Should You Share Knowledge?

I was a young Sergeant working later than normal and I noticed that the Gunnery Sergeant in the Stock Control Section was also still at work. He had a look on his face that told me something was bothering him. I approached his desk and asked, “Is everything okay, Gunny?”

“I was just looking at my LES (leave and earnings statement – the military equivalent of a pay stub). The end of the fiscal year is coming up and I am about to lose another 30 days of leave.”

I did some quick figuring in my head. In the Marine Corps, we earned 30 days of leave a year. We could keep up to 60 days of leave on the books at the end of a fiscal year. To lose 30 days, you have to go 3 years without taking any leave. To “lose another 30 days of leave” means the Gunny had not taken any leave in at least four years!

“Gunny, why haven’t you taken leave in so long?” I asked with a tone of shock in my voice.

“Well, Sergeant, if I take so much as a week of leave, I spend the next two to three weeks correcting everything that was done wrong while I was out. No, I just can’t afford to take time off. Without me, this place would not function.”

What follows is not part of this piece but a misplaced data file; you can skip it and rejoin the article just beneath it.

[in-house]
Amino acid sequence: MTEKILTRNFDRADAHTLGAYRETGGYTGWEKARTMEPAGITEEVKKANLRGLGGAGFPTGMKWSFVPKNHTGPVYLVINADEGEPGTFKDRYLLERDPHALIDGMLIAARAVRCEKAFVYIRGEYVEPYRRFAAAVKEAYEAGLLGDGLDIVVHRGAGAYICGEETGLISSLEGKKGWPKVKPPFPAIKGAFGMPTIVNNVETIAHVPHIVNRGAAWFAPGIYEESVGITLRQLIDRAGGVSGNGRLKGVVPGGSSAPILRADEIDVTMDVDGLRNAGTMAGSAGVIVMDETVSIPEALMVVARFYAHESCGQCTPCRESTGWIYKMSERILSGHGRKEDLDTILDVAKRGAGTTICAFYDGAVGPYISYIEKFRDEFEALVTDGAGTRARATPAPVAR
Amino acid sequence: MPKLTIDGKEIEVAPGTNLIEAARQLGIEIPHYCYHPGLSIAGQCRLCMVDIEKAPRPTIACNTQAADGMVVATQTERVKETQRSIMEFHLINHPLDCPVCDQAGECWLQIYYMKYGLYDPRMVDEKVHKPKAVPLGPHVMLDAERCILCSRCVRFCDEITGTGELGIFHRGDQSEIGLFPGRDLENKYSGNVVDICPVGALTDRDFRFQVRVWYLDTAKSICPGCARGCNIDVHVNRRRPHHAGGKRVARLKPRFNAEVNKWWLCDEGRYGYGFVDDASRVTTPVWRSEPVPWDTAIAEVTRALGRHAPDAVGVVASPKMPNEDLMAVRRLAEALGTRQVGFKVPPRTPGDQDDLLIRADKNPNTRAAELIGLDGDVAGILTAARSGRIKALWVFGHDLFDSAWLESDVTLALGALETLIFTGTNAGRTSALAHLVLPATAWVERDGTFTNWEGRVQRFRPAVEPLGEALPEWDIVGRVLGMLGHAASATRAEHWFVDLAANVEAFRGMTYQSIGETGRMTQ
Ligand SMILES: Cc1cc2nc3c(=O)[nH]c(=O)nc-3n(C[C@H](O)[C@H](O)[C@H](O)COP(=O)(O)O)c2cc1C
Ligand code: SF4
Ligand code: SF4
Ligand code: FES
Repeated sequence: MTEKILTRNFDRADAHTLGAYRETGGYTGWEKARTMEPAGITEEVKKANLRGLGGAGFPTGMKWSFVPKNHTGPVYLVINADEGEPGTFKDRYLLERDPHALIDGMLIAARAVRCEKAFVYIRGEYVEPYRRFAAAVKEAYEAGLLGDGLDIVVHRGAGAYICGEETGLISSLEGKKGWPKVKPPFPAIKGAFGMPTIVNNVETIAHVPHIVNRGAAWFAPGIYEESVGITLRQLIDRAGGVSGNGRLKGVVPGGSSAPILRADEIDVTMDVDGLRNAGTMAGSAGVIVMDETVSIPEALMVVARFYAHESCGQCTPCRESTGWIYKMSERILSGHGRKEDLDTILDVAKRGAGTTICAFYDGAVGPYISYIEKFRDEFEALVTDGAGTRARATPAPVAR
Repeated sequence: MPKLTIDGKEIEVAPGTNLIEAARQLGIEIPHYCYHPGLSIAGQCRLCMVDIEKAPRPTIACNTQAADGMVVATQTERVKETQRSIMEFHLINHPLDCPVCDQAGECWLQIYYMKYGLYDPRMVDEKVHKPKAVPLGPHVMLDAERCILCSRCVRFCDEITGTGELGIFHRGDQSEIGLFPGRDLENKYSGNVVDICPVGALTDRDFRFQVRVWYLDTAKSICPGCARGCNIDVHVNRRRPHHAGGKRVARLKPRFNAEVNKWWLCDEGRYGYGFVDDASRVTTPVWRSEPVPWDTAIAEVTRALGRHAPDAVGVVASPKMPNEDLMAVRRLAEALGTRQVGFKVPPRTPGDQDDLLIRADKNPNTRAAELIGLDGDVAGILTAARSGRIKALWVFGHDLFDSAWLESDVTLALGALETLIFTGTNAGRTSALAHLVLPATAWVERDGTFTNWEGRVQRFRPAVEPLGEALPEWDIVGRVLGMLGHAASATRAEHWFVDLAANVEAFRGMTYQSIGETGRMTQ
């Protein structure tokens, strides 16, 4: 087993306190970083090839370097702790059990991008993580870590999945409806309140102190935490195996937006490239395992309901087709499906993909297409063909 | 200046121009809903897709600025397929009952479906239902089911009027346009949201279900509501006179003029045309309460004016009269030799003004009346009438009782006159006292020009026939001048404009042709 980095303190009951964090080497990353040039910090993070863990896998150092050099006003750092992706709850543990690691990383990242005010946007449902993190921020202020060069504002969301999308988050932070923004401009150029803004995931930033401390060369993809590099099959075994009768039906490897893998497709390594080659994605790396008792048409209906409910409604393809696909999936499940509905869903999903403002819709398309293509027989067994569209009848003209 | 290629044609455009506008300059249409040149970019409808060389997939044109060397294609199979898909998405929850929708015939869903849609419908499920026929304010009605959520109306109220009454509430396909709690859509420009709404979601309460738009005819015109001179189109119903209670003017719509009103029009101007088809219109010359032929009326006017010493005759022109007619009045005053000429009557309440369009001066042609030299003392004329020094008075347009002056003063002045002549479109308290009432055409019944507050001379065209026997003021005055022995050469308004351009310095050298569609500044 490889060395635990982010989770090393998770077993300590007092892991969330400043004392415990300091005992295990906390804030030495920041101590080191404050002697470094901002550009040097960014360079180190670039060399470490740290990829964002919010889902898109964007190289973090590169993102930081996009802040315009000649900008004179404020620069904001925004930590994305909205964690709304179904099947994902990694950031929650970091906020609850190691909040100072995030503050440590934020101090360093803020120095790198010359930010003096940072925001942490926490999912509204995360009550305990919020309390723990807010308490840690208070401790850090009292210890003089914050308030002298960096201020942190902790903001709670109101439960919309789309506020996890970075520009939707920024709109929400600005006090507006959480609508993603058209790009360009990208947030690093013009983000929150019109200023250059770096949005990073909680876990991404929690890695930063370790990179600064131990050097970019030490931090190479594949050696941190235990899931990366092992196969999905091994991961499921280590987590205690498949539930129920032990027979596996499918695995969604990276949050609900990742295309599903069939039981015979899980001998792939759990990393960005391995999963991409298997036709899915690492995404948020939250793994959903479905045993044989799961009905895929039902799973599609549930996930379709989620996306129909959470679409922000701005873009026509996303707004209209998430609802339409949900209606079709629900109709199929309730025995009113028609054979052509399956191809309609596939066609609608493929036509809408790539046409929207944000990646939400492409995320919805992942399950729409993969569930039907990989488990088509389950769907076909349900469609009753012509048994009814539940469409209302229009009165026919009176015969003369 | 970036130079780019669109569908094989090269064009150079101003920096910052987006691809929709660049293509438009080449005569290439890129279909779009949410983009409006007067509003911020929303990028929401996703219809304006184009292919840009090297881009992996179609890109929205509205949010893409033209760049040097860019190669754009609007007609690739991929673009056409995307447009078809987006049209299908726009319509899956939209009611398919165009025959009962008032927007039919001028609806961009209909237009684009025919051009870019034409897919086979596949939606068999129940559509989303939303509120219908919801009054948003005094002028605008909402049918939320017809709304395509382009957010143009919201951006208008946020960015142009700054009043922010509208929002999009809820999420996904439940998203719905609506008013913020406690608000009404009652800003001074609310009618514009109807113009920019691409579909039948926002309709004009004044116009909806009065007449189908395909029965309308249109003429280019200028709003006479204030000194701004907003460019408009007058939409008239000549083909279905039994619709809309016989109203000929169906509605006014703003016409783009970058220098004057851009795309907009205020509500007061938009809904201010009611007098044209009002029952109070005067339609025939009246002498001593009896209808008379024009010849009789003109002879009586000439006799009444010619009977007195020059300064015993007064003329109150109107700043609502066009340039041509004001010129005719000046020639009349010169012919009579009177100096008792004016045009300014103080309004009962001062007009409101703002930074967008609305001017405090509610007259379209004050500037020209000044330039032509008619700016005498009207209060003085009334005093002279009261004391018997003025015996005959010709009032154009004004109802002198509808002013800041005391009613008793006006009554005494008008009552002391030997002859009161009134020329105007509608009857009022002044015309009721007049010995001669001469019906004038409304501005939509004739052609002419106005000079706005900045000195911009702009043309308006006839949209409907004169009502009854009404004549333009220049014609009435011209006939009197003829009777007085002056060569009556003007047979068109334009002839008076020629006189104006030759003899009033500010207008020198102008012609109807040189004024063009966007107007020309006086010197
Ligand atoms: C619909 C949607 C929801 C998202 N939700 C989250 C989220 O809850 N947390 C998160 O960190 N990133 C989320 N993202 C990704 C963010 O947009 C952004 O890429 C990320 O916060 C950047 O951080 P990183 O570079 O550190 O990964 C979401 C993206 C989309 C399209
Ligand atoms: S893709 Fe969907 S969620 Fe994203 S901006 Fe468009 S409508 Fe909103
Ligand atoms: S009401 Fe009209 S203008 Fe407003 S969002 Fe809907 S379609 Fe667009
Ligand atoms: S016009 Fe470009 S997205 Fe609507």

Now, this is where I showed just how naïve I was. I asked what I thought was a good question. “Well, Gunny, why don’t you train your people to do their jobs so that you don’t have to fix things when you get back?”

To clean up his response, he told me to stick to my pay grade, not to speak to him anymore, and to quickly exit from his sight.

Too many people in a position of leadership feel that it is important that they keep important knowledge from their team so that they are able to maintain control over their team. They create within themselves an air of importance because “everyone must come to me for answers because only I know the big picture.” Most important to this kind of leader is they believe their boss will see them as pivotal to the operation. However, they miss these important downsides to this kind attitude.

  • Keeping important information from your team does not make you important; it makes you selfish. Eventually, your team will realize you withhold information to increase your own sense of important and to maintain control over them. Slow but surely, they will lose their respect for you and begin to look for other opportunities. Your personnel turnover rate will be a problem.